It’s hard to find a place in America that’s more charming than Nantucket.
Picture cobble stone streets, rows of grey shingled cottages and colorful hydrangea bushes everywhere… it’s easy to fall in love with this place! Nantucket got its start from the whaling industry, but today it’s best known as a summer getaway for the rich and fabulous.
The compact island, just 30 miles south of Cape Cod, is flooded with Bostonites and New Yorkers each summer. But even in peak season, Nantucket is New England at its finest: houses blooming with rose bushes, soft white sandy beaches, classic restaurants with fresh seafood and fun laidback bars – in short, the perfect summer escape!
Here are some essential travel tips for visiting Nantucket.
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Nantucket is definitely a seasonal destination, with most people crowding it in summer.
Nantucket can be a huge pain to get to. Since I was meeting everyone on the island, I did absolutely no research – just booked some cheap tickets on Jet Blue the day before, packed my bags and expected a short 45 minute flight from NYC to ACK.
Boy, was I for an surprise.
There are 2 options to get to Nantucket: by plane or by ferry.
Jet Blue offers direct flights from Boston, New York and even Washington D.C. Flights are affordable and short when everything goes according to plan.
Unfortunately, fog often hides Nantucket Island (and it’s airport runway) from view, so it’s an iffy decision. From JFK, flights take just 70 minutes and average $150-500.
Want to skip airport security? Book one of the small private planes from Tradewind Aviation (departs from Teterboro or White Plans) or a helictoper from Blade (departs from NYC and Boston). These are roughly $800 -1,000 each way.
If you’re only visiting Nantucket for a weekend, my advice is to fly into Boston’s Logan Airport and then catch the ferry. While it may seem inconvenient, flight delays are SO common and you don’t want to shave 2 days off your trip simply because of flight issues!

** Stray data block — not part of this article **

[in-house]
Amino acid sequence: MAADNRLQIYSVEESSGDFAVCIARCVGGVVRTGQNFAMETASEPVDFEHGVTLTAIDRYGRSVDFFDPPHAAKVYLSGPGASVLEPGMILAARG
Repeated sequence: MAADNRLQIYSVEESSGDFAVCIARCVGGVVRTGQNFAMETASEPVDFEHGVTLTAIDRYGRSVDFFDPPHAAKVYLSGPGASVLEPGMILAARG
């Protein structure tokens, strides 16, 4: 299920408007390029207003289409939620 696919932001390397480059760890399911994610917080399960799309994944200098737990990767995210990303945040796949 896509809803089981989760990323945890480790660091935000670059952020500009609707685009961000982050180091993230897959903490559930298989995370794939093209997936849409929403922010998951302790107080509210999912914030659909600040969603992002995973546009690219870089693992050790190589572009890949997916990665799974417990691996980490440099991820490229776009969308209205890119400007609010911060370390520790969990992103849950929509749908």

You have a couple ferry options:
|Steamship Authority||High Speed||1 hour|
|Steamship Authority||Traditional||2 hours, 15 min|
It’s best to buy a ticket in advance to guarantee a spot. If you want to bring your car, choose Steamship Authority and make sure to register your ticket with vehicle in advance.
Also, sometimes traffic on the Cape can be insane, so if you are from outside Boston, consider these options:
|Seastreak||New Bedford, Connecticut||2 hours|
|Seastreak||Highlands, New Jersey||7 hours, 45 min|
|Seastreak||Midtown, New York City||6 hours, 15 min|
The Seastreak is a longer option, but friends have said that the Connecticut departure point is great – easy parking and no Cape traffic. From New York, the 6+ hour ride seems a little long, but the ship does have plush seats, wifi, satellite TVs and a cash bar.
The key to getting to Nantucket stress free?
Whether your flight is delayed, your luggage gets lost, or you lose your phone, travel insurance will help when you need it most. Trust me.
Nantucket’s nickname as the Grey Lady means flights are delayed often. For our visit, our flights were delayed for over 12 hours, but naturally the delay was communicated in 1 hour increments, so unlucky passengers were forced to stay in the tiny ACK airport all day, waiting for updates. There’s nothing to do in this tiny airport and only 1 dinner-style restaurant. Not where you want to be stuck!
Get a quote for your trip here.
It’s expensive to bring your car over on the ferry, about $400 round trip, so if you’re only visiting Nantucket for a short vacation, opt for taxis and bikes.
If you stay in Town, most of the shops and restaurants are totally walkable. If you want to explore some of the farther parts of the island like ‘Sconset or Madaket, rent a Jeep with a beach permit!
Nantucket has a couple different neighborhoods, depending on the atmosphere you’re looking for. I cover each area in my Nantucket hotel guide.
Some of the most popular hotels on the island include:
If you have a group going to Nantucket, I recommend getting a rental house via Airbnb. That way, you have enough bedrooms and bathrooms for everyone, lots of space to relax, and plenty of space to cook, hang out, have a lobster bake.. whatever you want!
The rental house we stayed at had horses on the property next door, which was magical!
Read more: Where to Stay in Nantucket
Even in summer, Nantucket cools down at night so pack a sweatshirt and umbrella in your carry-on suitcase… just in case!
Some of the best days on the island are at the beach so of course pack your swimsuit. Locals dress very casual, so leave the high heels at home. For a complete list of what to bring to Nantucket, check out my packing guide.
Read more: Nantucket Outfits & Packing Tips
There are so many great restaurants on the island. Here are just a few amazing spots for seafood, cocktails and dessert!
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